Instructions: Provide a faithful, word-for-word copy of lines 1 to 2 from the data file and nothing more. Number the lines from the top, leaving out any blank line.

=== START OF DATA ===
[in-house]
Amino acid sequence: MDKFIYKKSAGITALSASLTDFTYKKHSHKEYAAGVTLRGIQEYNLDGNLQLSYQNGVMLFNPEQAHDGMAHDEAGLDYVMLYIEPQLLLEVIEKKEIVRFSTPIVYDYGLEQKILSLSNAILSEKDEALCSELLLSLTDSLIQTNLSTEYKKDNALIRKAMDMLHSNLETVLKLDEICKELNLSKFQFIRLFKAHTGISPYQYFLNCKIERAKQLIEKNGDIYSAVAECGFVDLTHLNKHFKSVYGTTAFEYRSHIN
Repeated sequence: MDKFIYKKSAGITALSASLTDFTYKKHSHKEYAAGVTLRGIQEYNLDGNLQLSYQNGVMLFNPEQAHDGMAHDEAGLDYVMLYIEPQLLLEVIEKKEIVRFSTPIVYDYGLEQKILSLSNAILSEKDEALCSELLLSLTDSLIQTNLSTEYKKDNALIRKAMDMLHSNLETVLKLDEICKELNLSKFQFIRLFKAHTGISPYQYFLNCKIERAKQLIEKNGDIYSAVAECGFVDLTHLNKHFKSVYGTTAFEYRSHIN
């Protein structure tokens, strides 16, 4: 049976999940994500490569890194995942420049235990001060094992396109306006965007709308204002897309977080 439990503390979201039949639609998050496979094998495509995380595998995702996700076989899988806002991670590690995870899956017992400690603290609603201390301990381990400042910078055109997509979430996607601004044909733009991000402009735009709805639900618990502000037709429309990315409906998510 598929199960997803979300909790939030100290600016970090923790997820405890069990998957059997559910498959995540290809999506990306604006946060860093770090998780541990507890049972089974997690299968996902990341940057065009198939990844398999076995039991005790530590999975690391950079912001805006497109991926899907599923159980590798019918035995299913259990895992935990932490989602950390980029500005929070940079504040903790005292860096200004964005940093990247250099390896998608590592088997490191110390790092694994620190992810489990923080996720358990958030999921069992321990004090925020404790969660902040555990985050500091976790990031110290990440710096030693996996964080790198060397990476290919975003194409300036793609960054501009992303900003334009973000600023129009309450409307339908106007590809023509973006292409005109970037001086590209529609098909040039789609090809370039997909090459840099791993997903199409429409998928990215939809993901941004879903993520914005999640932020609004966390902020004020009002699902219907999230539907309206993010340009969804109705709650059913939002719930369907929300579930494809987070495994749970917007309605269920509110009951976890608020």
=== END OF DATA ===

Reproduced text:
[in-house]
Amino acid sequence: MDKFIYKKSAGITALSASLTDFTYKKHSHKEYAAGVTLRGIQEYNLDGNLQLSYQNGVMLFNPEQAHDGMAHDEAGLDYVMLYIEPQLLLEVIEKKEIVRFSTPIVYDYGLEQKILSLSNAILSEKDEALCSELLLSLTDSLIQTNLSTEYKKDNALIRKAMDMLHSNLETVLKLDEICKELNLSKFQFIRLFKAHTGISPYQYFLNCKIERAKQLIEKNGDIYSAVAECGFVDLTHLNKHFKSVYGTTAFEYRSHIN